House keeping

Clean up after you are done with the installation of any additional components. Installation routines tend to leave valuable information behind, which could also be valuable for a bad guy. If the installation files and folders are not needed anymore, remove them.

Set your file and folder permissions correctly

Incorrect settings on files and folders in a web environment are an invitation to cyber criminals. The wrong permission on a file could allow unwanted changes to the configuration or could reveal too much information to someone who isn’t the intended audience. If folder permissions are too generous (like execute permissions on an upload folder), it might allow the upload of malicious files or backdoors to your web site. Once these are put into place, attackers can have full file access to your web content whenever they like.

Disallow uploading files with certain extensions

Content management systems and photo gallery applications are known to have a certain folder structure, allowing broad access. They also have wide-open write permissions to make it easy for users to submit and upload files. Quite often the security implementation of these solutions is extremely weak. If you allow any type of file to be uploaded and the filename contains a semi-colon (like bad_content.php;.jpg or notgood.aspx;.gif), you are providing attackers with one of the most common ways to gain unauthorized access to your web site.

Review your log files

Web and FTP access logs, as well as the error logs of your web server, contain a lot of information. This is the first place to look for suspicious behavior on your web site. With a little programming, you can extract exactly what you are looking for. You should check for large amounts of failed login attempts or consecutive HTTP POST requests made to your web site in a short period of time. If you are a CMS user, look for failed attempts to access the admin portal. These are usually very good indicators of hacking attempts.

Restrict access to your CMS admin portal

If your web site is running on a CMS installation, and assuming that you have a static IP address (ask your internet service provider if you can have one), you want to look at restricting access to the admin portal to just the IP addresses that are authorized to do so.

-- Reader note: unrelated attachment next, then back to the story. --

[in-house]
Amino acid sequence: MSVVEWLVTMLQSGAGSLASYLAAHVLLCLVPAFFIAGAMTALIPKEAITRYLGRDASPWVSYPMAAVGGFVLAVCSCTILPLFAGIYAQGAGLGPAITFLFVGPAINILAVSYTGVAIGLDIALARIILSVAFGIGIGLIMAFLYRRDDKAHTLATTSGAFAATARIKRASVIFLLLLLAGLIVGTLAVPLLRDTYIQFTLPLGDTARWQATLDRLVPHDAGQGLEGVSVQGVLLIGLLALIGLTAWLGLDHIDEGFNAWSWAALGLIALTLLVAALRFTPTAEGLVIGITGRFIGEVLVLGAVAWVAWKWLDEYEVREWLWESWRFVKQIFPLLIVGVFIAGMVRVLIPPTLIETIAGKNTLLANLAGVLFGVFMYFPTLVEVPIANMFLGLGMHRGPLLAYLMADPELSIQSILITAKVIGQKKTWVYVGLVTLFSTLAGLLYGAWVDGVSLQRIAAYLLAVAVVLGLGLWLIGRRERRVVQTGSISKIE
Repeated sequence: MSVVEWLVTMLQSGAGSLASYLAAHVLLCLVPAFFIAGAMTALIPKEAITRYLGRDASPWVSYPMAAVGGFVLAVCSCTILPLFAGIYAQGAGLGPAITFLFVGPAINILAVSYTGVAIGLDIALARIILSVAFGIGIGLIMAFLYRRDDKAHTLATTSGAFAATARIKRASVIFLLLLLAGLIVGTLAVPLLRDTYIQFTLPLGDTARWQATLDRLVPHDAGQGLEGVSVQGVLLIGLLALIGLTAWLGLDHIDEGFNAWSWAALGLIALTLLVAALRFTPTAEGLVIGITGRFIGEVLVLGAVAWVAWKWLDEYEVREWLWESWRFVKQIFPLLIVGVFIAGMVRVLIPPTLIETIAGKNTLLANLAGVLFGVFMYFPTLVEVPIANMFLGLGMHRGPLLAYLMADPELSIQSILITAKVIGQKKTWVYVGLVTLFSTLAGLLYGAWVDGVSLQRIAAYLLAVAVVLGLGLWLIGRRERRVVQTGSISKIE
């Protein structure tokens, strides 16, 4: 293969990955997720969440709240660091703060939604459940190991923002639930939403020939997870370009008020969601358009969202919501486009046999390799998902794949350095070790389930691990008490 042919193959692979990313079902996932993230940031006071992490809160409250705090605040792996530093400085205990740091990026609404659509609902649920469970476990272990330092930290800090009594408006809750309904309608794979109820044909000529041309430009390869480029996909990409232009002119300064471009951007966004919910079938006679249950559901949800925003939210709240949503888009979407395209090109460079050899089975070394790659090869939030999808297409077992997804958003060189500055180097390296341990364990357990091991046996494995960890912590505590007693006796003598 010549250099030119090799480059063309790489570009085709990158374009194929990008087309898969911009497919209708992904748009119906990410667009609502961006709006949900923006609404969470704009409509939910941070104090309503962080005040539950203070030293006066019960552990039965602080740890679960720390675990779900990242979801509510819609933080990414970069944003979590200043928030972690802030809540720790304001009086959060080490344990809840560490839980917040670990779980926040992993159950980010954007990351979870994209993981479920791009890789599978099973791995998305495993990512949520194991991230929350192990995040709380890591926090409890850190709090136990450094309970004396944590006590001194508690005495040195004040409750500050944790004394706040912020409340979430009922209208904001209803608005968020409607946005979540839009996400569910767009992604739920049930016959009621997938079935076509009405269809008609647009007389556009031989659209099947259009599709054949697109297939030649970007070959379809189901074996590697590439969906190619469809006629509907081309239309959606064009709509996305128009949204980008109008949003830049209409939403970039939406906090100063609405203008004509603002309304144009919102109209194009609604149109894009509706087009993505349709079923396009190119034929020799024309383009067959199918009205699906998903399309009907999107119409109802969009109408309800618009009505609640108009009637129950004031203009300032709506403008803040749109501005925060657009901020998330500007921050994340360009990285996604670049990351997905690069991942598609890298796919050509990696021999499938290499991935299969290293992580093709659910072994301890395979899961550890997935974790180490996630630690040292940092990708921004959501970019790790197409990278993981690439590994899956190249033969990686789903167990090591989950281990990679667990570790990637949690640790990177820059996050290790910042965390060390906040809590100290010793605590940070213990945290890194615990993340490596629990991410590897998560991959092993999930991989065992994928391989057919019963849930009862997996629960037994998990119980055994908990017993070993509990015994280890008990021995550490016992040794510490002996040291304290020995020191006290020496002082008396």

Use security-focused CMS plug-ins

There are plenty of good security-related plug-ins for CMS installations. Most of them are free or can be purchased for a minimal cost. You can find them in the repository or download area on the homepage of the CMS of your choice.

Have it tested

Professional penetration testing firms can offer a great deal of value when it comes to the security of your site. They know the latest tools and techniques that hackers are using to compromise web applications and can offer excellent feedback and perspective on the security of your application. Protip: Have them review the actual source code of your application first (called a Greybox test) for the best results, and use a combined approach of automated scanning tools in addition to manual efforts.

 

We recommend visiting the Open Web Application Security Project (OWASP) website (https://www.owasp.org) to learn more about the OWASP Top Ten. The OWASP Top Ten is a powerful awareness document for web application security and represents a broad consensus about the most critical web application security flaws. Project members include a variety of security experts from around the world who have shared their expertise to help produce this list.

We urge all companies to adopt this awareness document and start the process of ensuring that their web applications do not contain these flaws.  

Following these recommendations doesn’t mean that your web site will never be attacked. The ease and availability of information through the Internet makes it easy for hackers to find new tools and makes it difficult for you to defend your website. But, if you keep these tips in mind, you can significantly reduce the possibility of an attack.